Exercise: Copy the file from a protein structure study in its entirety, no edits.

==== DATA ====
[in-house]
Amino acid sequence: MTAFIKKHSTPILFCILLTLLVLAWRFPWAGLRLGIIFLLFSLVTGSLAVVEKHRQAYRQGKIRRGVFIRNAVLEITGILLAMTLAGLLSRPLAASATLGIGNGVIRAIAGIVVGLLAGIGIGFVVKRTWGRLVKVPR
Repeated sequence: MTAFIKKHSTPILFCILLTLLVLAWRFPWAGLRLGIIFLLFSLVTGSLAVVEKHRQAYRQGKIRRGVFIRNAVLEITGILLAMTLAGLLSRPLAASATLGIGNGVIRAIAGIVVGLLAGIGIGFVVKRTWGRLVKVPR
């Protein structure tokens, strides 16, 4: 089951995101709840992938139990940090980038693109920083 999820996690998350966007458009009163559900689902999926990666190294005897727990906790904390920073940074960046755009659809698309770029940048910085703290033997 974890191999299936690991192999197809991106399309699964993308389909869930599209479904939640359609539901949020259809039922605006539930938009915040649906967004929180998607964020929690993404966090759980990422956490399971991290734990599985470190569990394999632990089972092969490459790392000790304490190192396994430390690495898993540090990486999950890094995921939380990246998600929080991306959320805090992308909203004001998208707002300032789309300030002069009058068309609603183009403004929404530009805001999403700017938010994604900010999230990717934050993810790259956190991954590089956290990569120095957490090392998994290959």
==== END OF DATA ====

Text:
[in-house]
Amino acid sequence: MTAFIKKHSTPILFCILLTLLVLAWRFPWAGLRLGIIFLLFSLVTGSLAVVEKHRQAYRQGKIRRGVFIRNAVLEITGILLAMTLAGLLSRPLAASATLGIGNGVIRAIAGIVVGLLAGIGIGFVVKRTWGRLVKVPR
Repeated sequence: MTAFIKKHSTPILFCILLTLLVLAWRFPWAGLRLGIIFLLFSLVTGSLAVVEKHRQAYRQGKIRRGVFIRNAVLEITGILLAMTLAGLLSRPLAASATLGIGNGVIRAIAGIVVGLLAGIGIGFVVKRTWGRLVKVPR
């Protein structure tokens, strides 16, 4: 089951995101709840992938139990940090980038693109920083 999820996690998350966007458009009163559900689902999926990666190294005897727990906790904390920073940074960046755009659809698309770029940048910085703290033997 974890191999299936690991192999197809991106399309699964993308389909869930599209479904939640359609539901949020259809039922605006539930938009915040649906967004929180998607964020929690993404966090759980990422956490399971991290734990599985470190569990394999632990089972092969490459790392000790304490190192396994430390690495898993540090990486999950890094995921939380990246998600929080991306959320805090992308909203004001998208707002300032789309300030002069009058068309609603183009403004929404530009805001999403700017938010994604900010999230990717934050993810790259956190991954590089956290990569120095957490090392998994290959």